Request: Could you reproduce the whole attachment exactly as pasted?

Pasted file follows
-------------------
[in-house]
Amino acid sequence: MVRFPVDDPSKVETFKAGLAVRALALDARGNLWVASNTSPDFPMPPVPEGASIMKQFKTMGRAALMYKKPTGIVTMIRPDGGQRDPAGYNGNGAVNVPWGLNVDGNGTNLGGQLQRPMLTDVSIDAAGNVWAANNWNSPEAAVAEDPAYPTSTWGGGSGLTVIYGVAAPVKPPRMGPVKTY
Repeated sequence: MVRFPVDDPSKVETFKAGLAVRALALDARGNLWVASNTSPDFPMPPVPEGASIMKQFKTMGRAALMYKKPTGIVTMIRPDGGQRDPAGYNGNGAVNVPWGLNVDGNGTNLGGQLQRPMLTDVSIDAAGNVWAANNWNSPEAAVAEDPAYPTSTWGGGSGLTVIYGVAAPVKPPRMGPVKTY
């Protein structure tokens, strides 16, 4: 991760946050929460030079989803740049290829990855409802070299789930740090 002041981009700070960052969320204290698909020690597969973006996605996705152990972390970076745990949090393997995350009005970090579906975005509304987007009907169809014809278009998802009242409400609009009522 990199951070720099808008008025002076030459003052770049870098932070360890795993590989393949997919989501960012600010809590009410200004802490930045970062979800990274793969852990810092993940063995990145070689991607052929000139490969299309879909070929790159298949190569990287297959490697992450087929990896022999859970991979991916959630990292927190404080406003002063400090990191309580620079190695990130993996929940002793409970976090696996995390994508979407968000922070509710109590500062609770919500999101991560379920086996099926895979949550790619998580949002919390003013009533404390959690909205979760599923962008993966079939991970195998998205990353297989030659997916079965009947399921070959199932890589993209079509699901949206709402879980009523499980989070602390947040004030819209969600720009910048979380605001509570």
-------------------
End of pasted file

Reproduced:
[in-house]
Amino acid sequence: MVRFPVDDPSKVETFKAGLAVRALALDARGNLWVASNTSPDFPMPPVPEGASIMKQFKTMGRAALMYKKPTGIVTMIRPDGGQRDPAGYNGNGAVNVPWGLNVDGNGTNLGGQLQRPMLTDVSIDAAGNVWAANNWNSPEAAVAEDPAYPTSTWGGGSGLTVIYGVAAPVKPPRMGPVKTY
Repeated sequence: MVRFPVDDPSKVETFKAGLAVRALALDARGNLWVASNTSPDFPMPPVPEGASIMKQFKTMGRAALMYKKPTGIVTMIRPDGGQRDPAGYNGNGAVNVPWGLNVDGNGTNLGGQLQRPMLTDVSIDAAGNVWAANNWNSPEAAVAEDPAYPTSTWGGGSGLTVIYGVAAPVKPPRMGPVKTY
């Protein structure tokens, strides 16, 4: 991760946050929460030079989803740049290829990855409802070299789930740090 002041981009700070960052969320204290698909020690597969973006996605996705152990972390970076745990949090393997995350009005970090579906975005509304987007009907169809014809278009998802009242409400609009009522 990199951070720099808008008025002076030459003052770049870098932070360890795993590989393949997919989501960012600010809590009410200004802490930045970062979800990274793969852990810092993940063995990145070689991607052929000139490969299309879909070929790159298949190569990287297959490697992450087929990896022999859970991979991916959630990292927190404080406003002063400090990191309580620079190695990130993996929940002793409970976090696996995390994508979407968000922070509710109590500062609770919500999101991560379920086996099926895979949550790619998580949002919390003013009533404390959690909205979760599923962008993966079939991970195998998205990353297989030659997916079965009947399921070959199932890589993209079509699901949206709402879980009523499980989070602390947040004030819209969600720009910048979380605001509570």